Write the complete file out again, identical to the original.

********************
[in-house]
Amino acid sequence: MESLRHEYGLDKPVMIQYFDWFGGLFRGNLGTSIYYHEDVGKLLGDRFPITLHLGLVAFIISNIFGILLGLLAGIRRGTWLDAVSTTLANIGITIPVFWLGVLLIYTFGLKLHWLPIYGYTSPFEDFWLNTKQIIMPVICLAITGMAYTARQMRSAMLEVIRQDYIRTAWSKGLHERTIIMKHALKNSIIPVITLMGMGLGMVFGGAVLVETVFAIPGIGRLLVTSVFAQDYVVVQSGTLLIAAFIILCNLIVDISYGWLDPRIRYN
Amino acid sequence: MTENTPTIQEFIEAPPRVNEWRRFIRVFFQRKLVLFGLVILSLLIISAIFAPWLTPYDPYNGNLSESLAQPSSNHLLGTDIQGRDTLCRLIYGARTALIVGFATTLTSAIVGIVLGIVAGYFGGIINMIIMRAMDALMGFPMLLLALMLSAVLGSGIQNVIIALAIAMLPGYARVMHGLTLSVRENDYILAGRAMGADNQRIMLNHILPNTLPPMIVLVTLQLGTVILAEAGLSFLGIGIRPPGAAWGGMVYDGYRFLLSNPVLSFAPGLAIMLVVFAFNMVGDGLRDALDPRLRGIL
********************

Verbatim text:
[in-house]
Amino acid sequence: MESLRHEYGLDKPVMIQYFDWFGGLFRGNLGTSIYYHEDVGKLLGDRFPITLHLGLVAFIISNIFGILLGLLAGIRRGTWLDAVSTTLANIGITIPVFWLGVLLIYTFGLKLHWLPIYGYTSPFEDFWLNTKQIIMPVICLAITGMAYTARQMRSAMLEVIRQDYIRTAWSKGLHERTIIMKHALKNSIIPVITLMGMGLGMVFGGAVLVETVFAIPGIGRLLVTSVFAQDYVVVQSGTLLIAAFIILCNLIVDISYGWLDPRIRYN
Amino acid sequence: MTENTPTIQEFIEAPPRVNEWRRFIRVFFQRKLVLFGLVILSLLIISAIFAPWLTPYDPYNGNLSESLAQPSSNHLLGTDIQGRDTLCRLIYGARTALIVGFATTLTSAIVGIVLGIVAGYFGGIINMIIMRAMDALMGFPMLLLALMLSAVLGSGIQNVIIALAIAMLPGYARVMHGLTLSVRENDYILAGRAMGADNQRIMLNHILPNTLPPMIVLVTLQLGTVILAEAGLSFLGIGIRPPGAAWGGMVYDGYRFLLSNPVLSFAPGLAIMLVVFAFNMVGDGLRDALDPRLRGIL